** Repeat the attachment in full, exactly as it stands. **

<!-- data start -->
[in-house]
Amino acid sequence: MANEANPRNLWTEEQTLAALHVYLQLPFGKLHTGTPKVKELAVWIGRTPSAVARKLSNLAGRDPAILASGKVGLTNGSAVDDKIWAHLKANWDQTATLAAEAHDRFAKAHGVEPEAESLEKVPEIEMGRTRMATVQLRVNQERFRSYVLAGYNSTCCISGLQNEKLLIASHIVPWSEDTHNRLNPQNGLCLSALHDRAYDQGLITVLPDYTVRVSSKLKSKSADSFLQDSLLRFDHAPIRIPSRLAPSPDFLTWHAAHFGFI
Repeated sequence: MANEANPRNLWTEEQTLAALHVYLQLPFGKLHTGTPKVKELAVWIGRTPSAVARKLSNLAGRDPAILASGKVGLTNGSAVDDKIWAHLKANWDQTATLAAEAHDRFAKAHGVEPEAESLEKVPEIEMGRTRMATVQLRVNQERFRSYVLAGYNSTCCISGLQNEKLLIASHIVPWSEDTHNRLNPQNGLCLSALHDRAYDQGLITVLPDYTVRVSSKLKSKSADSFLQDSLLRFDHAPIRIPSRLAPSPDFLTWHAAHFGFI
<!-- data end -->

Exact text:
[in-house]
Amino acid sequence: MANEANPRNLWTEEQTLAALHVYLQLPFGKLHTGTPKVKELAVWIGRTPSAVARKLSNLAGRDPAILASGKVGLTNGSAVDDKIWAHLKANWDQTATLAAEAHDRFAKAHGVEPEAESLEKVPEIEMGRTRMATVQLRVNQERFRSYVLAGYNSTCCISGLQNEKLLIASHIVPWSEDTHNRLNPQNGLCLSALHDRAYDQGLITVLPDYTVRVSSKLKSKSADSFLQDSLLRFDHAPIRIPSRLAPSPDFLTWHAAHFGFI
Repeated sequence: MANEANPRNLWTEEQTLAALHVYLQLPFGKLHTGTPKVKELAVWIGRTPSAVARKLSNLAGRDPAILASGKVGLTNGSAVDDKIWAHLKANWDQTATLAAEAHDRFAKAHGVEPEAESLEKVPEIEMGRTRMATVQLRVNQERFRSYVLAGYNSTCCISGLQNEKLLIASHIVPWSEDTHNRLNPQNGLCLSALHDRAYDQGLITVLPDYTVRVSSKLKSKSADSFLQDSLLRFDHAPIRIPSRLAPSPDFLTWHAAHFGFI